Abraham Metz.

The anatomy and histology of the human eye online

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in the adult is 0.03mm. to 0.04mm.
Its greatest thickness is 0.006 mm. ;
its appendages only 0.005 mm. Un-
der the influence of hardening sub-
stances a globule is discovered to-
ward the inner extremity of its
middle portion, which is generally
considered as a nucleus. Ritter be-
lieves it to be only a dilatation of
the central filament. The external
appendage or filament is not continu-
ous with the surface of the cone, but penetrates the internal
appendage, which it completely fills. From thence it is pro-
longed toward the internal extremity of the
middle part of the cone, where it sometimes
forms a globulous swelling, and sometimes ter-
minates simply, without change of diameter.

As regards the difference between the rods
and cones, Ritter says it is only necessary to
compare the composition of the rods with that
of the cones to prove that no important differ-
ence exists in their character. It is only in
man that the cones alone are found in the
yellow spot." The importance of the cone is di-
minished since the discovery of the central
fibre ; for all the physiological value of the rods and cones rests
upon the existence of this filament, of which the external ex-
tremity constitutes the point explained above. The rods and
cones are only two forms of the same element. Their enveloping
membrane approaches near to the cellular tissue, and it is pos-
sible that there exists between it and the arches of connective
tissue (that has been traced up to the inner surface of the layer
of rods and cones), a connection, which, however, remains to
be proved.

The distribution of the rods and cones is such in man that in

Cone from an adult
human eye seen with
the central filament.


the macula lutea cones only exist, and they also predominate in
that neighborhood, but diminish toward the periphery of the
retina. In animals, no general law of distribution of these ele-
ments exists. Toward the periphery of the retina the rods and
cones diminish in length. The internal, gaping extremity of
the rods and the arches, most external of the cellular tissue,
touch, which arrangement has given rise to the belief of the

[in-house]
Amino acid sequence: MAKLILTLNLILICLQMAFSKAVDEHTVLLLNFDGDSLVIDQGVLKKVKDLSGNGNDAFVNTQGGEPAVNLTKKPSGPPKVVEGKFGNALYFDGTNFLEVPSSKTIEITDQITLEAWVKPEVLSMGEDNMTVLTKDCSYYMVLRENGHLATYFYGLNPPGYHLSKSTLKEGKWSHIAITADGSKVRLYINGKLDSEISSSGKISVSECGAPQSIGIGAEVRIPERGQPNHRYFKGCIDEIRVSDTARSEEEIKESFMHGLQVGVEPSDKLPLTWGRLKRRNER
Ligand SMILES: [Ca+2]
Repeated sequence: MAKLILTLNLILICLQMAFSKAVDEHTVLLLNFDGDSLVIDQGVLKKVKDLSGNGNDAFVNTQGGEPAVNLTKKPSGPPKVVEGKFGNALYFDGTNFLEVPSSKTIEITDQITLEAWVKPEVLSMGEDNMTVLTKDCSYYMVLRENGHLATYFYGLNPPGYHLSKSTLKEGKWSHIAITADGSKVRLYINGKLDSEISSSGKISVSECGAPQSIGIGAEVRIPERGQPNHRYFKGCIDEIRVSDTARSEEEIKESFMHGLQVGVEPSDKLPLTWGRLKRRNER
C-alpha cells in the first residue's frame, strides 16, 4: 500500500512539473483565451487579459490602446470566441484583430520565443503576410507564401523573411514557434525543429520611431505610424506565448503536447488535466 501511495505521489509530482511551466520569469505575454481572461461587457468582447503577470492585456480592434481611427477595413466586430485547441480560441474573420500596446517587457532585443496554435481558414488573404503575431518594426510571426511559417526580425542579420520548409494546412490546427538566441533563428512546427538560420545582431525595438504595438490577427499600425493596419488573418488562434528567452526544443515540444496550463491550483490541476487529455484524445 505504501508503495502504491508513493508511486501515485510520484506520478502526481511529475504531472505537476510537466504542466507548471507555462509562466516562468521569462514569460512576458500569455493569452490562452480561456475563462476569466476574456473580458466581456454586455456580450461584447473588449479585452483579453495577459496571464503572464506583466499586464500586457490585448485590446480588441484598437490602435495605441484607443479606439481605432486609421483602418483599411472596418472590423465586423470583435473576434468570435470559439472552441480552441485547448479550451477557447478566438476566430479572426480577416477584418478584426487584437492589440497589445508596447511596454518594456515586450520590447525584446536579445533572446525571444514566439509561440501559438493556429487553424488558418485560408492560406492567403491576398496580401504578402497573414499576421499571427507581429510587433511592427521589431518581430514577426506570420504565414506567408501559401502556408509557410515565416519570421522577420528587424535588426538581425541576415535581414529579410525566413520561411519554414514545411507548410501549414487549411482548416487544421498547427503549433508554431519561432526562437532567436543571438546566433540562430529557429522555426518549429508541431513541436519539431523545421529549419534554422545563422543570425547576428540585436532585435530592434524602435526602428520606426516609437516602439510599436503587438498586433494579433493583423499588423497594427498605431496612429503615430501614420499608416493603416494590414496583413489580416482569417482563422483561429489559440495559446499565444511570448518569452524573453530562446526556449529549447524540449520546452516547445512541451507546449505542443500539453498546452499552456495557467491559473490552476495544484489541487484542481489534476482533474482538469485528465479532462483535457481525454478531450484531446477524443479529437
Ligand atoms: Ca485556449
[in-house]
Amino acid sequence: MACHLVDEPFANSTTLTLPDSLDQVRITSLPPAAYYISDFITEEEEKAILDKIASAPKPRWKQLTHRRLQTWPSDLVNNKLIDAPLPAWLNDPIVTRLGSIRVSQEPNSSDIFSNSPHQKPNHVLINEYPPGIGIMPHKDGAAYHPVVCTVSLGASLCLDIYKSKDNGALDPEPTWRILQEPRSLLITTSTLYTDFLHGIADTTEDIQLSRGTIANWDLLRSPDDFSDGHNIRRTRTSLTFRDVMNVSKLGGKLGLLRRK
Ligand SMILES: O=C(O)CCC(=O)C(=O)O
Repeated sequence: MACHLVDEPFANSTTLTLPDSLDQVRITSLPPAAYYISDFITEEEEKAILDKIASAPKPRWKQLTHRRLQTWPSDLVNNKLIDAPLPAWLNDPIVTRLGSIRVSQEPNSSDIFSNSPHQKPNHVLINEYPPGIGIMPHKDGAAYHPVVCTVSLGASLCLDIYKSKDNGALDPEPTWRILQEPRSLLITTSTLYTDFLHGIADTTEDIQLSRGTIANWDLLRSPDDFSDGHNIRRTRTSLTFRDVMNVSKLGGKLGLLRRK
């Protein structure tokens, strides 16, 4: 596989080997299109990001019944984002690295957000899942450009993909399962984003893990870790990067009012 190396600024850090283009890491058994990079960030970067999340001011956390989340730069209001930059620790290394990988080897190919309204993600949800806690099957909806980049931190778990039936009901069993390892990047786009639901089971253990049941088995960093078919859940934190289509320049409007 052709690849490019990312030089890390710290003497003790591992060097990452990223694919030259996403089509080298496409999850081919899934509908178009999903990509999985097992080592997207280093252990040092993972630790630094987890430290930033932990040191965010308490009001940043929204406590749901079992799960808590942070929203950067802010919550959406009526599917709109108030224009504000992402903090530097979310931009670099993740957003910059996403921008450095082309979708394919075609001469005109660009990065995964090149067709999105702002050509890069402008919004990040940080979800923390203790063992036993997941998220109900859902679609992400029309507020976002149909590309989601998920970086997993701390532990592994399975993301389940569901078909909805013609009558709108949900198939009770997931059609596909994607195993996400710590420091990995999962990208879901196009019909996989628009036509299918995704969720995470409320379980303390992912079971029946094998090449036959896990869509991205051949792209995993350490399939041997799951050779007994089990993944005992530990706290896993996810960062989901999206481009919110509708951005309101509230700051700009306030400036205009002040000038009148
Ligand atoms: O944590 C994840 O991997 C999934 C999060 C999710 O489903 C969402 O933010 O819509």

existence of a membrana limitans externa.

The above opinion of Ritter, that no important difference
exists between the rods and cones, does not seem probable, for
several reasons. It is true that it is a settled matter, that both
the rods and cones are nervous elements, and that both receive
luminous impressions, as the cones in the macula lutea ex-
clusively prevail in man, where vision is most acute. In some
animals, on the other hand, rods only are found in the retina,
and yet, undeniably, such animals can see. This proves that
both elements are susceptible to the impressions of light. Yet
there are important anatomical and functional differences. (See
Max Schultze, Zur Anatomie und Physiologic der Retina, Bonn,
1866.) Some of the differences between the rods and cones, very
briefly enumerated, are the difference in size and form. The
filaments proceeding from the inner extremity of each rod and
cone also differ, those from the latter being thicker, and can be
traced inward further than the former, which is very fine, and
often ends by an enlargement. Each rod and each cone has a
granule in connection with it, those of the cones being con-
siderably larger than the rod granules. In many animals the
cones are wholly wanting, and we always find this to be the
case in the retinae of such animals as live in darkness, as the
bat, the mole, the mouse, and many others. Birds with acute
vision have the retina plentifully supplied with cones, as much
so as the retina of man. Those birds who prefer twilight, as
the owl, have but very few and small cones in the retina. There
is a peculiarity connected with the cones of birds. Each cone
has a powerfully-refracting globule of an intensely yellow or
red color connected with its extremity, through which the light



has to pass. Again, in the owl species the few cones found in
the retina have pale yellow, or colorless globules, with the red
ones entirely wanting. In certain reptiles, as the lizard and
the snake, cones only are found in the retina. This arrange-
ment of the rods and cones is found throughout the animal
kingdom, as far as investigated. Where only imperfect vision
is needed, and no distinct perception of colors is required, and
a supply of quantitative light only demanded, the rods are found
at the expense or to the exclusion of the cones. On the other
hand, wherever we find acuteness of vision, with a nice dis-
tinction of colors, there we find the cones largely or exclusively
prevailing. To perfect vision three things are essential: the
perception of light, the perception of colors, and the conception